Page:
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Prisoner to be charged with 1998 killing of 13-year-old girl

FILE - In this 1997 file photo shows missing person Christina Williams. Holifield, an imprisoned rapist will be charged with killing a 13-year-old California girl who vanished while walking her dog nearly two decades ago. Authorities say Holifield will be charged next week with murder with special circumstances and kidnapping for purposes of sexual assault. District Attorney Dean Flippo said Tuesday, April 5, 2017, that they now have a DNA match. The teen vanished from her neighborhood on the former Fort Ord Army base in June 1998. Her dog returned alone. Her remains were found seven months later. (The Monterey County Herald via AP, File)

MONTEREY, Calif. (AP) — An imprisoned rapist will be charged with killing a 13-year-old California girl who vanished while walking her dog nearly two decades ago, a prosecutor announced Thursday.

Charles Holifield will be charged on April 14 with murder and kidnapping for purposes of sexual assault, Monterey County District Attorney Dean Flippo announced.

The murder charge will include special circumstances of kidnapping and committing lewd acts on a child, which could make him eligible for the death penalty if convicted.

Holifield, 56, is serving a life sentence for attempted kidnapping at Valley State Prison in Chowchilla. It may take several weeks to extradite him to face charges in Monterey County, Flippo said at a news conference.

Holifield is suspected of killing Christina Marie Williams, who vanished while walking her dog on June 12, 1998 in her Seaside neighborhood on what was the former Fort Ord Army base.

The dog, Greg, was found near home within the hour, his leash dragging.

A sweeping search for the 13-year-old began. Singer Mariah Carey and baseball legend Reggie Jackson make public pleas for anyone with information about the girl to come forward.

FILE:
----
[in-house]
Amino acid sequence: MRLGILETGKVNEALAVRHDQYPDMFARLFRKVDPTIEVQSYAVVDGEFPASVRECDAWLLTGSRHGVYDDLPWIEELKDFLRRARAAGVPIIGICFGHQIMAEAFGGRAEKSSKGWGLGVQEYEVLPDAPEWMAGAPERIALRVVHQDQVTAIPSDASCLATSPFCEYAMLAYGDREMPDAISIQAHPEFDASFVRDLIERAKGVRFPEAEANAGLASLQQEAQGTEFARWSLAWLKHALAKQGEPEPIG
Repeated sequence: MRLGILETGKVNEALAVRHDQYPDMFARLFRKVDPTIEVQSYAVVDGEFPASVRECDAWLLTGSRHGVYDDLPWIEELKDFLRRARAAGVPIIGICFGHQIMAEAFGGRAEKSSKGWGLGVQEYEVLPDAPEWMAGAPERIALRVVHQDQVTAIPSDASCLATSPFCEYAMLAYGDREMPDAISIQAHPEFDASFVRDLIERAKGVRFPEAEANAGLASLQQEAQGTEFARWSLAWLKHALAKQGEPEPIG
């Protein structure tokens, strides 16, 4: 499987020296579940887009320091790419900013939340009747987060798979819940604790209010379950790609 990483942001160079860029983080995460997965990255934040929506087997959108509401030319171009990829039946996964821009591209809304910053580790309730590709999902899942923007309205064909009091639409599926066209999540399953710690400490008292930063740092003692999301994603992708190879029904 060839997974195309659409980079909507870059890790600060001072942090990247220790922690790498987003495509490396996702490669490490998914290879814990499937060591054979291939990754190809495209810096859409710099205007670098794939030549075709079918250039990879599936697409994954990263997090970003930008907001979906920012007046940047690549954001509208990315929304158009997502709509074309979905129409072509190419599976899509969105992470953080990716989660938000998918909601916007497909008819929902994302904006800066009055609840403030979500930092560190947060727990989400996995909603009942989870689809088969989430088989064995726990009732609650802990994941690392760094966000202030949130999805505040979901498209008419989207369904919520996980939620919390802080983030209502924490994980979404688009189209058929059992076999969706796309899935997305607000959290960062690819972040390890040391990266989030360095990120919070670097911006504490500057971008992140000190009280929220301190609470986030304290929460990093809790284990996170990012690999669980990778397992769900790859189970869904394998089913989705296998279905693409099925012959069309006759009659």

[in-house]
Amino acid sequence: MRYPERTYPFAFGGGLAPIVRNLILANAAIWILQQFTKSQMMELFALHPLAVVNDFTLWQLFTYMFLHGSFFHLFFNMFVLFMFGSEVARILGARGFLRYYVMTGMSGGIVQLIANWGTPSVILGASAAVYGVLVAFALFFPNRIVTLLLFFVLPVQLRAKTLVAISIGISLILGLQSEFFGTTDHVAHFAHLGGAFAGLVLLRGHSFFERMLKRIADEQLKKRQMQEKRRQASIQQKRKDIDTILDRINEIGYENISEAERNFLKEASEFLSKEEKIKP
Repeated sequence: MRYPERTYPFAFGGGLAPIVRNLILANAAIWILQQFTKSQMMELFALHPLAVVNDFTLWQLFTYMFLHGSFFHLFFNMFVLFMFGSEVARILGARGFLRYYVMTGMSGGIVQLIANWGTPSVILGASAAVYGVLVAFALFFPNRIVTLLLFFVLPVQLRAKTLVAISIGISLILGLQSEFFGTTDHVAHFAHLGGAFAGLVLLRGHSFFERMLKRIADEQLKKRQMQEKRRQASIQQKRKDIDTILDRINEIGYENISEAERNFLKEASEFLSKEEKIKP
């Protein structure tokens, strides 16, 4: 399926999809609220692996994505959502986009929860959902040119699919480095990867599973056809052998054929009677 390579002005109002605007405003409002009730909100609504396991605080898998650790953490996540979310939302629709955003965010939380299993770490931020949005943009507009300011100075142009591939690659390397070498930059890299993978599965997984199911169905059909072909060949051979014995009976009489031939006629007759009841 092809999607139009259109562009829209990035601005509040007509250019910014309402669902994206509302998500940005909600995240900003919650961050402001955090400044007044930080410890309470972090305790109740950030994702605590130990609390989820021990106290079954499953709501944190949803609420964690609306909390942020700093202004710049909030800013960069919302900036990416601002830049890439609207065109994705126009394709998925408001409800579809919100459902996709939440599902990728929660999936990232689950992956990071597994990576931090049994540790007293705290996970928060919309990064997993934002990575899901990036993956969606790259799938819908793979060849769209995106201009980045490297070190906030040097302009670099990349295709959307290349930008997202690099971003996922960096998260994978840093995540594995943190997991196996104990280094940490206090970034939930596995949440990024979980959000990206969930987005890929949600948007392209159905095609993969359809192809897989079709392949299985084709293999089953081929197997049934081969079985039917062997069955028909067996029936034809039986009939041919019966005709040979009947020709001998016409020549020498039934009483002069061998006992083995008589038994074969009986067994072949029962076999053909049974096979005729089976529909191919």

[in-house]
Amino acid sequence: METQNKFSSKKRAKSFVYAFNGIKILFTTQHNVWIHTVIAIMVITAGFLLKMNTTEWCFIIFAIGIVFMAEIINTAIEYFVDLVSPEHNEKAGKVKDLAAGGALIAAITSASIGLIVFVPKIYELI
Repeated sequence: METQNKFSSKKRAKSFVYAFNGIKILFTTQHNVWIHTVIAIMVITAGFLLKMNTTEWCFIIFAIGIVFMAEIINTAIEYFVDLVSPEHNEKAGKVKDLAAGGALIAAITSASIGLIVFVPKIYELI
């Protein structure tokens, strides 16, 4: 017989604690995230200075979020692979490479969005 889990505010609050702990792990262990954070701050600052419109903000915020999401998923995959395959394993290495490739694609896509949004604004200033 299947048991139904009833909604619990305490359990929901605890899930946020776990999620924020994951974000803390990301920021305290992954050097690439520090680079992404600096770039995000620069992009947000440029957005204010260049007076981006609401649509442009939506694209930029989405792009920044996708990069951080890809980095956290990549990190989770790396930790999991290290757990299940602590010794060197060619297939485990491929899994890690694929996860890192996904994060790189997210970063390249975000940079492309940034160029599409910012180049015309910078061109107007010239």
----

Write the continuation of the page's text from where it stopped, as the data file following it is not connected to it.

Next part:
Seven months after she vanished, an ecological surveyor found Christina’s scattered skeletal remains on a small University of California nature preserve three miles from the Williams home.

“I’ve been praying to God to bring back Christina,” her mother, Alice Williams, said at the time. “Now I’m praying to God that whoever took our daughter will get caught. You know who you are.”

No arrests were made, despite involvement by various law enforcement agencies and volunteers and a $100,000 reward offer by the FBI for information leading to a conviction.

Christina’s death “really touched a raw nerve in this community,” Flippo said.

Holifield, who had lived on the Monterey Peninsula, was considered a suspect almost from the beginning of the investigation but prosecutors lacked evidence to bring a case to trial, authorities said.

However, a cold-case unit reexamined evidence from 19 years of investigation and prosecutors now have a DNA match between Holifield and evidence in the case, Flippo said.

“There’s strong DNA evidence,” he said but declined to be specific.

“We feel that we are in a position now, ethically, to forward” with a prosecution, Flippo said

Holifield has two previous convictions for raping two teenage girls and is serving a “three strikes” life sentence for the attempted kidnapping of a woman in Marina.

That attempt took place in September 1998, three months after Christina disappeared.

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